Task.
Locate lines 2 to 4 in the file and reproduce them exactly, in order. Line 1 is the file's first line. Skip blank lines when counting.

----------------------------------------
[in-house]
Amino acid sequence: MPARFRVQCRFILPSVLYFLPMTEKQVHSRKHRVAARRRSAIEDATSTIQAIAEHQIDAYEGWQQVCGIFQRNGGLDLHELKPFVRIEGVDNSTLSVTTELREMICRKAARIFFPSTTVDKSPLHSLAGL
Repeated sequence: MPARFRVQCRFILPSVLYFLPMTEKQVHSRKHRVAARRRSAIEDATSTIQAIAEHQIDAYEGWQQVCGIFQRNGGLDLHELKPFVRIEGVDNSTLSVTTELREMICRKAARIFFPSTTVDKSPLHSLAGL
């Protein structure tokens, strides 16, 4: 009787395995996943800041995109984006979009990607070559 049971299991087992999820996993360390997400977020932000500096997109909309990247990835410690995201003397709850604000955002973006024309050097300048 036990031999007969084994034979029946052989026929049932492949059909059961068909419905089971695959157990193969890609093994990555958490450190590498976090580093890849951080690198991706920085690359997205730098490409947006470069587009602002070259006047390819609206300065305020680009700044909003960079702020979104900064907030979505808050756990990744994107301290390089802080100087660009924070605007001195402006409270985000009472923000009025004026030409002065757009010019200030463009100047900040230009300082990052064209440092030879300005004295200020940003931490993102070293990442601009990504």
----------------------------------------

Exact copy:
Amino acid sequence: MPARFRVQCRFILPSVLYFLPMTEKQVHSRKHRVAARRRSAIEDATSTIQAIAEHQIDAYEGWQQVCGIFQRNGGLDLHELKPFVRIEGVDNSTLSVTTELREMICRKAARIFFPSTTVDKSPLHSLAGL
Repeated sequence: MPARFRVQCRFILPSVLYFLPMTEKQVHSRKHRVAARRRSAIEDATSTIQAIAEHQIDAYEGWQQVCGIFQRNGGLDLHELKPFVRIEGVDNSTLSVTTELREMICRKAARIFFPSTTVDKSPLHSLAGL
């Protein structure tokens, strides 16, 4: 009787395995996943800041995109984006979009990607070559 049971299991087992999820996993360390997400977020932000500096997109909309990247990835410690995201003397709850604000955002973006024309050097300048 036990031999007969084994034979029946052989026929049932492949059909059961068909419905089971695959157990193969890609093994990555958490450190590498976090580093890849951080690198991706920085690359997205730098490409947006470069587009602002070259006047390819609206300065305020680009700044909003960079702020979104900064907030979505808050756990990744994107301290390089802080100087660009924070605007001195402006409270985000009472923000009025004026030409002065757009010019200030463009100047900040230009300082990052064209440092030879300005004295200020940003931490993102070293990442601009990504």